0
0

Hmmm

50/50 Cock-up over conspiracy.

You have to wonder how easy it is for one sales division to know what another is actually doing. Equally you can imagine the man at the top saying keep this deal secret.

Best possible rates can be a real problem. If you cut to win one deal, then you have to for others, doesn't really matter too much for product, but for consultancy and development rates it's a real show stopper. Quote a low rate to get you in the door with one part of government and you'll find others want the same rate.

0
0
Paris Hilton

No, conspiracy over cockup

No, you don't have to wonder whether it's "easy". If you can't do it, don't sign up for a program that requires you to do it.

Most-favored Customer pricing is a contractual obligation freely entered into by the vendor when they choose to participate in the GSA MAS. If a company doesn't have the internal controls in place to ensure that it complies with the legal obligations that it opted in to, it shouldn't sign up for GSA MAS. Simple as that.

Oh, and somehow many, many companies do manage to comply not only with GSA MAS but with far more complicated rules, both internal and external, about discounting processes, approvals, revenue recognition, etc. See, they have these magical things called "computers" that run things called "databases" that keep track of orders and prices... you should look into that, it's pretty interesting stuff.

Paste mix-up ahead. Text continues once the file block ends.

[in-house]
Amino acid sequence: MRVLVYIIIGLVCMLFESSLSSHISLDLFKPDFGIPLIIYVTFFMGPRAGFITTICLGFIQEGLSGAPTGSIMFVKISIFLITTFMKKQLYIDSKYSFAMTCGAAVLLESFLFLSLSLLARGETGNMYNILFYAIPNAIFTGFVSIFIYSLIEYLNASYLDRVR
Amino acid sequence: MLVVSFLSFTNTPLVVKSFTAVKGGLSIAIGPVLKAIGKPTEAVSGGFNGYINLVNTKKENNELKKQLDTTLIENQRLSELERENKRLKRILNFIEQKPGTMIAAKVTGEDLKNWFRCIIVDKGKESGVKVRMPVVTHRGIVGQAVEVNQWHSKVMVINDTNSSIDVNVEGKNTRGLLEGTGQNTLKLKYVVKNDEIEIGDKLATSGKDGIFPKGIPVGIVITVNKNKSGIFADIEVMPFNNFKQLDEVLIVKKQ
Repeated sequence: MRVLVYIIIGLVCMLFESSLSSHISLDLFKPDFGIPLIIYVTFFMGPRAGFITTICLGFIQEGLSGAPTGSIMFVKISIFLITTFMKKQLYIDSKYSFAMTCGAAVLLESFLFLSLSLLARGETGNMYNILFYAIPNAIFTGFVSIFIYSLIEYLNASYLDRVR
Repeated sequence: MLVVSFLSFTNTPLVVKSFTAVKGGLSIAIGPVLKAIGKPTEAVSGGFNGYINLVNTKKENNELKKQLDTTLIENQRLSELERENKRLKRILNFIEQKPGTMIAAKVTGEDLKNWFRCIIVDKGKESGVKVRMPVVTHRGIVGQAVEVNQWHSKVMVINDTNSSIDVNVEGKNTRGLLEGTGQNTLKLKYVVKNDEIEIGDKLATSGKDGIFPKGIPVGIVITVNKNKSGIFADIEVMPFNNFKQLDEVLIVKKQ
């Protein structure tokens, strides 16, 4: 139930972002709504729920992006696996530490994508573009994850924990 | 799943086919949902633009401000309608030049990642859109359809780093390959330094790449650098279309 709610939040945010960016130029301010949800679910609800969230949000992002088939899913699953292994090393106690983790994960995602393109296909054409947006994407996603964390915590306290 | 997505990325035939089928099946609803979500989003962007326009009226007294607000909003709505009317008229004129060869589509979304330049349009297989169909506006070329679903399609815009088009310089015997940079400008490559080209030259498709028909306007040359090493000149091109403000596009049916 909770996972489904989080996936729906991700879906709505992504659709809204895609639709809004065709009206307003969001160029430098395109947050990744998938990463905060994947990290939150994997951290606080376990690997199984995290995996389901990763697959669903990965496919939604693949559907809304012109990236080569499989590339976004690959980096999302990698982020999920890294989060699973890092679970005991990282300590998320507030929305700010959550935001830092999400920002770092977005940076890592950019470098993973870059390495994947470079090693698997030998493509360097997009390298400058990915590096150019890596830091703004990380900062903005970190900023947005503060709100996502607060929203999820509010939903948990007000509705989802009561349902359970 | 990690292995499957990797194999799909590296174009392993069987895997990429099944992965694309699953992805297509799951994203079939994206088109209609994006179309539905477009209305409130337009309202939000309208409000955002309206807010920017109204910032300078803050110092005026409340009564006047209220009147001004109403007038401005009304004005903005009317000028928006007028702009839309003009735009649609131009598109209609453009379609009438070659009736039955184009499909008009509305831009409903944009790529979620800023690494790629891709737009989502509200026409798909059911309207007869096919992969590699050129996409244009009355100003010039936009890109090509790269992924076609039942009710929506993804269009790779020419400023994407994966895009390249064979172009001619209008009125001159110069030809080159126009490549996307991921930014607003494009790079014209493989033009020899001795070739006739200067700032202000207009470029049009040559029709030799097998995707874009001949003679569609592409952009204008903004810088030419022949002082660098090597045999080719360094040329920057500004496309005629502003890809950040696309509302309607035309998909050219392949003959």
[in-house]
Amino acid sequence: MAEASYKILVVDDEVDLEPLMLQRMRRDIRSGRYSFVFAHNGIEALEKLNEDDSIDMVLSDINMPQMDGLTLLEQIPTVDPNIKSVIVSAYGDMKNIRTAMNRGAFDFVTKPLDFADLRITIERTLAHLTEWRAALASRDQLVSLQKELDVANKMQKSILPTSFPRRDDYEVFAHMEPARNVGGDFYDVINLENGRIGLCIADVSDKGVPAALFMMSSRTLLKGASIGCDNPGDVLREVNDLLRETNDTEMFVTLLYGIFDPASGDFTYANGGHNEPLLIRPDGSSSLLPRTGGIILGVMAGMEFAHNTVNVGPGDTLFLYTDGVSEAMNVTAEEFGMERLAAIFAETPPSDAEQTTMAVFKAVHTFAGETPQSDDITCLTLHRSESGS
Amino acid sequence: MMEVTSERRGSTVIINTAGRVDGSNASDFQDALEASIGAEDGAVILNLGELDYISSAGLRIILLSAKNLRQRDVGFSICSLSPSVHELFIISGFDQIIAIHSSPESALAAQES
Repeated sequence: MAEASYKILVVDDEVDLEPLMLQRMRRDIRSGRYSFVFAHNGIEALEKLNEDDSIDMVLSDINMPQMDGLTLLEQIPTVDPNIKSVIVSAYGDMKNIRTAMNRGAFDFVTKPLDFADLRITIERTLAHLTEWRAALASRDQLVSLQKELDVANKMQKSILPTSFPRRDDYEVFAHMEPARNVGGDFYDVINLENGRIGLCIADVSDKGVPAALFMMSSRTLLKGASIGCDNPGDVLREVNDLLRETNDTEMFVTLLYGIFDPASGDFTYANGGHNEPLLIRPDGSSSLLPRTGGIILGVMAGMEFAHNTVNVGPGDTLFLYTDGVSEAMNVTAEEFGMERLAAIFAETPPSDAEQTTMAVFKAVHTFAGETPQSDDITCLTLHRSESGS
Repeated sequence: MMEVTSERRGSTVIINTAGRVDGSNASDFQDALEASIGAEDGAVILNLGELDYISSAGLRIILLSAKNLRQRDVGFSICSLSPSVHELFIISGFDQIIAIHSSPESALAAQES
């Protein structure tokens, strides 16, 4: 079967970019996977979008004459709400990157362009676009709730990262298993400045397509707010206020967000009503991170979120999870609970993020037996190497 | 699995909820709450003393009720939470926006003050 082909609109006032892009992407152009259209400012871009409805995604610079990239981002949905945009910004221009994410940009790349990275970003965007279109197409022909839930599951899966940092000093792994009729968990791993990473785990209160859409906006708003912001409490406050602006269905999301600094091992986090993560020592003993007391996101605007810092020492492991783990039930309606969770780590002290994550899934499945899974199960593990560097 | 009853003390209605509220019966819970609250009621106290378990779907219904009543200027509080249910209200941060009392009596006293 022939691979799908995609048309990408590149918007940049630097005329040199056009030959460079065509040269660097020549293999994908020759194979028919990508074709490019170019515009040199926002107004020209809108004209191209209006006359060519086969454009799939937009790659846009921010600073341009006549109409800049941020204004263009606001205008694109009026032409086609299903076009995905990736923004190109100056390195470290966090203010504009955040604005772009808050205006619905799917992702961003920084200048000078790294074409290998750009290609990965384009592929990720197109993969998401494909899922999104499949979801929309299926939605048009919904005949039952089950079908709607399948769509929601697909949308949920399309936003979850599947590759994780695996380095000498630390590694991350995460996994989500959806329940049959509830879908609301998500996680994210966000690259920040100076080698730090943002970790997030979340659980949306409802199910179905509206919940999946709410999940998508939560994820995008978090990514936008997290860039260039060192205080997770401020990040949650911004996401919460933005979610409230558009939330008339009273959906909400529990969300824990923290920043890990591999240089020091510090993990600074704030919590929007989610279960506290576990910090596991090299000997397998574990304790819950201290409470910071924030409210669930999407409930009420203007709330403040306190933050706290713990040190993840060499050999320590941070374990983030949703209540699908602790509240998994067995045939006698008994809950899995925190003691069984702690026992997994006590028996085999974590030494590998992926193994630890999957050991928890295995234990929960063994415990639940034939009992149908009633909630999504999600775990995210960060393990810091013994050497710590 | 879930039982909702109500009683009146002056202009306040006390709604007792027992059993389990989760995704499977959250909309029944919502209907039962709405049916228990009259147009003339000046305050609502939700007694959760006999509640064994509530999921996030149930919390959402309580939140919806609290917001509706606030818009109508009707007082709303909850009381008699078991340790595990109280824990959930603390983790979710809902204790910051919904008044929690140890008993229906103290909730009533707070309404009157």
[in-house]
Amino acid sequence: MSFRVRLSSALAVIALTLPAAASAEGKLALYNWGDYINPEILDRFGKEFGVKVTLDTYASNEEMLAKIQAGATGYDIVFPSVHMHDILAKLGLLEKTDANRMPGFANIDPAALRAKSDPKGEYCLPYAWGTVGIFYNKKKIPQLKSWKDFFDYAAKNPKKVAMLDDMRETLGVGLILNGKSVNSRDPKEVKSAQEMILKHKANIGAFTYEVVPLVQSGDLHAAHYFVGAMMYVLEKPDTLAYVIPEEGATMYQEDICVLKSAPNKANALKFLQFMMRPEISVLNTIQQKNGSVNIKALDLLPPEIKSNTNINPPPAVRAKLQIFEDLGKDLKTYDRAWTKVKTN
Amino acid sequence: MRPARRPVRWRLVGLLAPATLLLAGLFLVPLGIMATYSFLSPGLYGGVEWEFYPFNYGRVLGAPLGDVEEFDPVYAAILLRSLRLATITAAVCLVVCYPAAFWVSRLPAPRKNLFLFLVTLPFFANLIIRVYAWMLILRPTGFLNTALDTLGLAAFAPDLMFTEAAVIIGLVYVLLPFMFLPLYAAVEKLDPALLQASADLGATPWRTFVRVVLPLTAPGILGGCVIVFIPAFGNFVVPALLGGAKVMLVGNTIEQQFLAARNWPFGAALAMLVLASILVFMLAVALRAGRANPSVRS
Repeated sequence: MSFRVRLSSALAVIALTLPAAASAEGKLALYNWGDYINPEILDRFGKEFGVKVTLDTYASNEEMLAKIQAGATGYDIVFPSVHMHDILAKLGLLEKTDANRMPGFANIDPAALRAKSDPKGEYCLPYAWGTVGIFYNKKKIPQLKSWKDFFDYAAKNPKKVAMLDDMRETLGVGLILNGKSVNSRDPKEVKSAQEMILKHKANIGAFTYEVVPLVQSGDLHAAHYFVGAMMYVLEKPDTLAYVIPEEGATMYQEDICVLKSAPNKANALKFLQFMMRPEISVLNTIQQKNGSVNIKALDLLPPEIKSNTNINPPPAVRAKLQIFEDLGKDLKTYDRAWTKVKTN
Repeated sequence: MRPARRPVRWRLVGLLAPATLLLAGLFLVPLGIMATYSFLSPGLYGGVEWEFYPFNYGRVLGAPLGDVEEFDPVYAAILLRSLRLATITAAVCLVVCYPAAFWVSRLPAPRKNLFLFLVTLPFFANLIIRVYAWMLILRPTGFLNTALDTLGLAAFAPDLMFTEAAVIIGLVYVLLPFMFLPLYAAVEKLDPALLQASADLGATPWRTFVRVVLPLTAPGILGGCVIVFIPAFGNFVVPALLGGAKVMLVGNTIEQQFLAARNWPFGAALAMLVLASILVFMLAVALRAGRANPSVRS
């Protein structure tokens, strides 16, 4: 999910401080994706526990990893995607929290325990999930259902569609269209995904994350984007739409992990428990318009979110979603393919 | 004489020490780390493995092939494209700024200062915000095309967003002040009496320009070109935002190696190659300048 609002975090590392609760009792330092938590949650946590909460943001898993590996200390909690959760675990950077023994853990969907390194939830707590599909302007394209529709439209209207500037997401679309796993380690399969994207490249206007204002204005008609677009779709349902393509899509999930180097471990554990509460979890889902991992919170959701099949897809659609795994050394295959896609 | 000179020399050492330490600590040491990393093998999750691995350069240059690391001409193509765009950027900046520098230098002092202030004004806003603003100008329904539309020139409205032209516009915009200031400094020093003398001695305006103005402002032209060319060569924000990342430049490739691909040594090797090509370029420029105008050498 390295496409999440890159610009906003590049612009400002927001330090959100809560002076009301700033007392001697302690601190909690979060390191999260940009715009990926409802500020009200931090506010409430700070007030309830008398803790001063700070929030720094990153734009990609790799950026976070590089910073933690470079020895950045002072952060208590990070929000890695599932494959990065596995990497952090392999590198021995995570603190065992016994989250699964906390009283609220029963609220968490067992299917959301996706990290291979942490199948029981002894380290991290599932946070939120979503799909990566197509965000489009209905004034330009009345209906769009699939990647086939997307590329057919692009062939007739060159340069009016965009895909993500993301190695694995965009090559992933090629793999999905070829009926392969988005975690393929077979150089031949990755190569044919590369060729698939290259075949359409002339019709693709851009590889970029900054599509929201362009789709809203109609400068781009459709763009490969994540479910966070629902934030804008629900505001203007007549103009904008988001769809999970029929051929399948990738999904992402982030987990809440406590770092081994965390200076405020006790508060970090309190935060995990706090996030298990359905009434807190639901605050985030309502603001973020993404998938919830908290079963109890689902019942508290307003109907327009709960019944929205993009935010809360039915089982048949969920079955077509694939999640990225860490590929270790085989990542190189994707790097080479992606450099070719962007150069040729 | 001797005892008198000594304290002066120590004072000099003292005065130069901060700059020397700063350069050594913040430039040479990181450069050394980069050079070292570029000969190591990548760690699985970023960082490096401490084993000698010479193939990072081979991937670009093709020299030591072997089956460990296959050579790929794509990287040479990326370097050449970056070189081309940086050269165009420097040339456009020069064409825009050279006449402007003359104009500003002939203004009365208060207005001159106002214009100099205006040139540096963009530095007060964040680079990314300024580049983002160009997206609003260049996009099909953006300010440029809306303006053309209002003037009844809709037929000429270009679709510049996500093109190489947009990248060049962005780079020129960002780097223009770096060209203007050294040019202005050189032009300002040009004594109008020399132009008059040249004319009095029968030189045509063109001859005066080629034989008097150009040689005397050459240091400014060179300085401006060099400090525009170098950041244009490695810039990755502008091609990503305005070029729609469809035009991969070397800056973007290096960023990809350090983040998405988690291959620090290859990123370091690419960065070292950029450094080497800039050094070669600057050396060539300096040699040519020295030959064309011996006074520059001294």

/Paris, because it's complicated

0
0
Paris Hilton

Hmmm, interesting!

From a UK perspective it seems that procurement staff using public funds did not quite get the bargain they sought (we can only imagine the factors that made it so?)

Sometime later, based on insider information, procurement staff realised their mistakes then seek to proportion blame and responsibility on to provider that they shook hands with on the deal?

Then blame to preferred provider?

Ouch baby ouch!

0
0
Silver badge
Happy

Oh how familiar

Happens every where and I suppose the logic is that the state is our anyway and they are robbing us too.

0
0
FAIL

Ummmm, don't Oracle make databases????

Or do they just not use them? Maybe they still use Informix 4GL.

0
0
This topic is closed for new posts.